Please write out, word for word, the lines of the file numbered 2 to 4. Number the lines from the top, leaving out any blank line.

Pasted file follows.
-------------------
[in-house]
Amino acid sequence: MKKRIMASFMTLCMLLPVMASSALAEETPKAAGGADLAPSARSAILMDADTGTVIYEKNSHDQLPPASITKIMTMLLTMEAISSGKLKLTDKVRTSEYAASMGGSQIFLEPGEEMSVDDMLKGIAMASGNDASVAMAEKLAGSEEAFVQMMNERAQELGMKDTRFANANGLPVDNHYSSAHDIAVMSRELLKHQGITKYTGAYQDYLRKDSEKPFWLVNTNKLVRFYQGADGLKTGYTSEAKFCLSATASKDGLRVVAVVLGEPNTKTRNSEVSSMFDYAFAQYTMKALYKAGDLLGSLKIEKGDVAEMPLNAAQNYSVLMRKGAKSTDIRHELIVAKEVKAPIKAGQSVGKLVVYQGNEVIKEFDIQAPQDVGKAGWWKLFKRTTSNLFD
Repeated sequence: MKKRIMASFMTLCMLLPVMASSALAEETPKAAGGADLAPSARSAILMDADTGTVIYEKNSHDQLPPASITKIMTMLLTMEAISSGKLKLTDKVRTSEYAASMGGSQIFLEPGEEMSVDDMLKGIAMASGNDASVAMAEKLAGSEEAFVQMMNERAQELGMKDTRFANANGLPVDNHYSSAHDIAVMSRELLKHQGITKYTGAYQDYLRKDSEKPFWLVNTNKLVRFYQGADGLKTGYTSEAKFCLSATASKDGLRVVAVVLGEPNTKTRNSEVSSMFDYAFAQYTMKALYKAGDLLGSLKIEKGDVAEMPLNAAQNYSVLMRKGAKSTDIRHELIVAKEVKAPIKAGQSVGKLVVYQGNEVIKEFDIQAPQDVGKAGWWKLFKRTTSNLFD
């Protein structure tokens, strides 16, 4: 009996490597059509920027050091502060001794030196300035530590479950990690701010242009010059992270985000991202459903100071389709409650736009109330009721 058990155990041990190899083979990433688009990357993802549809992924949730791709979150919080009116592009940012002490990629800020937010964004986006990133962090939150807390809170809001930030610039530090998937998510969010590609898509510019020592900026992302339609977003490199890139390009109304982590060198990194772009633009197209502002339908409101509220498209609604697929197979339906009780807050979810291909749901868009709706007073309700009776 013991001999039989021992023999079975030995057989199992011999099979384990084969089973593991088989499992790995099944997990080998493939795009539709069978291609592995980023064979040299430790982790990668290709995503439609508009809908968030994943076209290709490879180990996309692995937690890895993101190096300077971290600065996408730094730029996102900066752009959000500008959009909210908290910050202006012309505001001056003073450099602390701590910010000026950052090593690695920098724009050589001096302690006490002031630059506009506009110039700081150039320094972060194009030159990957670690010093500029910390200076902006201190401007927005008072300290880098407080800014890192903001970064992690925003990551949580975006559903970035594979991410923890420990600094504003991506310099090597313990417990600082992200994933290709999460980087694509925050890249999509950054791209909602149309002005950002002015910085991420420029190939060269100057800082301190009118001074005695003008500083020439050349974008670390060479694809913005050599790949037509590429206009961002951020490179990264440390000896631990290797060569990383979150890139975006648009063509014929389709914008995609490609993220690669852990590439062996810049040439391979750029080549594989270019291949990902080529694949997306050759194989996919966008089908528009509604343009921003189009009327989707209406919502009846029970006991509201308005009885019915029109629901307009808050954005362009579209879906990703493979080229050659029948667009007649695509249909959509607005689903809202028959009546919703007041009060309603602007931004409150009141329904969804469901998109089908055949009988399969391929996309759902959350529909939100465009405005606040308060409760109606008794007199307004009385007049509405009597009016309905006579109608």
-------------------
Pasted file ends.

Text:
Amino acid sequence: MKKRIMASFMTLCMLLPVMASSALAEETPKAAGGADLAPSARSAILMDADTGTVIYEKNSHDQLPPASITKIMTMLLTMEAISSGKLKLTDKVRTSEYAASMGGSQIFLEPGEEMSVDDMLKGIAMASGNDASVAMAEKLAGSEEAFVQMMNERAQELGMKDTRFANANGLPVDNHYSSAHDIAVMSRELLKHQGITKYTGAYQDYLRKDSEKPFWLVNTNKLVRFYQGADGLKTGYTSEAKFCLSATASKDGLRVVAVVLGEPNTKTRNSEVSSMFDYAFAQYTMKALYKAGDLLGSLKIEKGDVAEMPLNAAQNYSVLMRKGAKSTDIRHELIVAKEVKAPIKAGQSVGKLVVYQGNEVIKEFDIQAPQDVGKAGWWKLFKRTTSNLFD
Repeated sequence: MKKRIMASFMTLCMLLPVMASSALAEETPKAAGGADLAPSARSAILMDADTGTVIYEKNSHDQLPPASITKIMTMLLTMEAISSGKLKLTDKVRTSEYAASMGGSQIFLEPGEEMSVDDMLKGIAMASGNDASVAMAEKLAGSEEAFVQMMNERAQELGMKDTRFANANGLPVDNHYSSAHDIAVMSRELLKHQGITKYTGAYQDYLRKDSEKPFWLVNTNKLVRFYQGADGLKTGYTSEAKFCLSATASKDGLRVVAVVLGEPNTKTRNSEVSSMFDYAFAQYTMKALYKAGDLLGSLKIEKGDVAEMPLNAAQNYSVLMRKGAKSTDIRHELIVAKEVKAPIKAGQSVGKLVVYQGNEVIKEFDIQAPQDVGKAGWWKLFKRTTSNLFD
């Protein structure tokens, strides 16, 4: 009996490597059509920027050091502060001794030196300035530590479950990690701010242009010059992270985000991202459903100071389709409650736009109330009721 058990155990041990190899083979990433688009990357993802549809992924949730791709979150919080009116592009940012002490990629800020937010964004986006990133962090939150807390809170809001930030610039530090998937998510969010590609898509510019020592900026992302339609977003490199890139390009109304982590060198990194772009633009197209502002339908409101509220498209609604697929197979339906009780807050979810291909749901868009709706007073309700009776 013991001999039989021992023999079975030995057989199992011999099979384990084969089973593991088989499992790995099944997990080998493939795009539709069978291609592995980023064979040299430790982790990668290709995503439609508009809908968030994943076209290709490879180990996309692995937690890895993101190096300077971290600065996408730094730029996102900066752009959000500008959009909210908290910050202006012309505001001056003073450099602390701590910010000026950052090593690695920098724009050589001096302690006490002031630059506009506009110039700081150039320094972060194009030159990957670690010093500029910390200076902006201190401007927005008072300290880098407080800014890192903001970064992690925003990551949580975006559903970035594979991410923890420990600094504003991506310099090597313990417990600082992200994933290709999460980087694509925050890249999509950054791209909602149309002005950002002015910085991420420029190939060269100057800082301190009118001074005695003008500083020439050349974008670390060479694809913005050599790949037509590429206009961002951020490179990264440390000896631990290797060569990383979150890139975006648009063509014929389709914008995609490609993220690669852990590439062996810049040439391979750029080549594989270019291949990902080529694949997306050759194989996919966008089908528009509604343009921003189009009327989707209406919502009846029970006991509201308005009885019915029109629901307009808050954005362009579209879906990703493979080229050659029948667009007649695509249909959509607005689903809202028959009546919703007041009060309603602007931004409150009141329904969804469901998109089908055949009988399969391929996309759902959350529909939100465009405005606040308060409760109606008794007199307004009385007049509405009597009016309905006579109608």